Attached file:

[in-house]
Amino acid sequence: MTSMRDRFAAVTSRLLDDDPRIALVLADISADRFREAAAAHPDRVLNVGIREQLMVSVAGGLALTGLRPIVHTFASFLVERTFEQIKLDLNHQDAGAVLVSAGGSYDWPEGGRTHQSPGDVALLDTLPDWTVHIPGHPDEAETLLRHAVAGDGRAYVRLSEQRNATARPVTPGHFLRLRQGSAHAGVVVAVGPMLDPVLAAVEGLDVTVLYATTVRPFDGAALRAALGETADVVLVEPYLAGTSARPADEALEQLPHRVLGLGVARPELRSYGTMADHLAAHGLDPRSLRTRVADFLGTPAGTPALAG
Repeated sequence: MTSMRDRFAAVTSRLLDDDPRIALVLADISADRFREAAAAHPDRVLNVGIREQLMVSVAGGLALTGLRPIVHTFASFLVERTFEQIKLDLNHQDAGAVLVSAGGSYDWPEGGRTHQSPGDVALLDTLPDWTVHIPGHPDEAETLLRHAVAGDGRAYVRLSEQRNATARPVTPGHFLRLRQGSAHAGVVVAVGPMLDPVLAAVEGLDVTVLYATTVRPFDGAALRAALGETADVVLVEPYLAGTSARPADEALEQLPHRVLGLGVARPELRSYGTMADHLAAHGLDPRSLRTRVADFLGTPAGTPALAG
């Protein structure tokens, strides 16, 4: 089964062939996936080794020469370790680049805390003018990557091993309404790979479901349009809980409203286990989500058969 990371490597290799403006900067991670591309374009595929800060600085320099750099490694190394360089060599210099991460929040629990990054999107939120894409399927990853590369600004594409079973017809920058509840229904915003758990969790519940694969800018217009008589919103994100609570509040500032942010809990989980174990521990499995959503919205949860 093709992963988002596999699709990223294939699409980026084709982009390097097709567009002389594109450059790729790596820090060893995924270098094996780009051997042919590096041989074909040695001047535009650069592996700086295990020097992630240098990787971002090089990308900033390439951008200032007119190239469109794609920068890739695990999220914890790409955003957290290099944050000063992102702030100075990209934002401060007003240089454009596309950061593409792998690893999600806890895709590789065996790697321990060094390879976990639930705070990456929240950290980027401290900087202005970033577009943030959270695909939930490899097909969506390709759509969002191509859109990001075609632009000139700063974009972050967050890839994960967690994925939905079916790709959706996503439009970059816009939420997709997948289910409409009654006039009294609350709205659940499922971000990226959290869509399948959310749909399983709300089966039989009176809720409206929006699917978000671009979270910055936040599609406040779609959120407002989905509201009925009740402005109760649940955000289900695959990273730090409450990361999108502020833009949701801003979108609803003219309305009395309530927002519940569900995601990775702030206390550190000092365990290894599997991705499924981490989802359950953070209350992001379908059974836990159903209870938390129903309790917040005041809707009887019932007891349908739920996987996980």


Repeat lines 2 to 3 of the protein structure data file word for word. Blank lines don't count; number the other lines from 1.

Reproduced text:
Amino acid sequence: MTSMRDRFAAVTSRLLDDDPRIALVLADISADRFREAAAAHPDRVLNVGIREQLMVSVAGGLALTGLRPIVHTFASFLVERTFEQIKLDLNHQDAGAVLVSAGGSYDWPEGGRTHQSPGDVALLDTLPDWTVHIPGHPDEAETLLRHAVAGDGRAYVRLSEQRNATARPVTPGHFLRLRQGSAHAGVVVAVGPMLDPVLAAVEGLDVTVLYATTVRPFDGAALRAALGETADVVLVEPYLAGTSARPADEALEQLPHRVLGLGVARPELRSYGTMADHLAAHGLDPRSLRTRVADFLGTPAGTPALAG
Repeated sequence: MTSMRDRFAAVTSRLLDDDPRIALVLADISADRFREAAAAHPDRVLNVGIREQLMVSVAGGLALTGLRPIVHTFASFLVERTFEQIKLDLNHQDAGAVLVSAGGSYDWPEGGRTHQSPGDVALLDTLPDWTVHIPGHPDEAETLLRHAVAGDGRAYVRLSEQRNATARPVTPGHFLRLRQGSAHAGVVVAVGPMLDPVLAAVEGLDVTVLYATTVRPFDGAALRAALGETADVVLVEPYLAGTSARPADEALEQLPHRVLGLGVARPELRSYGTMADHLAAHGLDPRSLRTRVADFLGTPAGTPALAG